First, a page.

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Tuesday, February 07, 2023

Popcorn, power walkers and political figures — just some of the things you can expect at UF Homecoming.


After a slow, but steady return to in-person events in 2021 following Homecoming’s cancellation in 2020, the parade and other festivities are back in full force. Homecoming festivities initiated the morning of Oct. 7 with a festival, the Gator Gallop run and the annual Homecoming parade. 

Popcorn, power walkers and political figures — just some of the things you can expect at UF Homecoming.

After a slow, but steady return to in-person events in 2021 following Homecoming’s cancellation in 2020, the parade and other festivities are back in full force. Homecoming festivities initiated the morning of Oct. 7 with a festival, the Gator Gallop run and the annual Homecoming parade. 

9 a.m. 

Bounce houses and balloon arches began to rise up from the ground of the Plaza of the Americas. The set-up for the festival had begun.

More than 20 tabling events for different campus groups dotted the plaza, advertising student organizations and local businesses.

The groups passed out buttons and stickers for passersby to take home as memorabilia. Some even had activities planned, like the UF Chemistry Club, which set up a station for participants to make slime. The Center for Arts and Medicine provided markers and crayons for people to decorate their paper crowns — another accessory for decked out Gators to don in the Homecoming festivities.  

For the organizations, the foot traffic of UF alumni approaching their tables meant a chance to spread the word about their meetings and events. But for some, it also meant sharing their culture. 

The Indonesian Student Association has attended the festival three times now, ISA president Alfredo Sadriya said.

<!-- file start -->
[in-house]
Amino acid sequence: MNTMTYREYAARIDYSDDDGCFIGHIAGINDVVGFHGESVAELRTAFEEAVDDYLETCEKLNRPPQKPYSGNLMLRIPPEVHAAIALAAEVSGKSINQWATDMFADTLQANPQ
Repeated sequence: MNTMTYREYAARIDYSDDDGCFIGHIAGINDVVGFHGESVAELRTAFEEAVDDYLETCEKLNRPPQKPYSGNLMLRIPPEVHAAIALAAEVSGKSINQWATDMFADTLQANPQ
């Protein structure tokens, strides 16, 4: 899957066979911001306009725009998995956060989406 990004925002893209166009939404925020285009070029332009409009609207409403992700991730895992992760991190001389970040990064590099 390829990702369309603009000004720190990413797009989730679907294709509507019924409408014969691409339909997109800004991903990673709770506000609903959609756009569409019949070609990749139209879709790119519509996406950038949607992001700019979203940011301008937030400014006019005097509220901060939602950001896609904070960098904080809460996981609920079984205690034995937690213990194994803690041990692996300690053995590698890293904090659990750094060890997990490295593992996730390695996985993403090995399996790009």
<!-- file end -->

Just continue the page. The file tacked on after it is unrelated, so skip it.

They dressed in Indonesian sarongs and brought several angklungs, a traditional Indonesian instrument made out of bamboo that is played similarly to Western handbells. That afternoon, they would play them for the audience of people dressed in bright orange and blue. 

“I’m really happy to have this kind of sharing with others about our nation,” Sadriya said. 

That morning, Homecoming General Chair Emma Carter said she anticipated around 1,000 people to walk through the festival. After temporarily halting Homecoming celebrations in 2020 and easing back into things in 2021, she said she felt confident that this year would be a success. 

“Last year was kind of working out all the kinks of a new system,” she said. “And this year we’re back and ready to roll, which is really wonderful for the students so they can have that tradition.” 

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10 a.m. 

Bounce houses began to fill up with energetic kids as families started to walk through the plaza. As the people arrived, so did the food trucks: B’z Gelati, Halo Potato Donuts and Big Island Bowls stopped by to sell ice cream and acai to hungry attendees.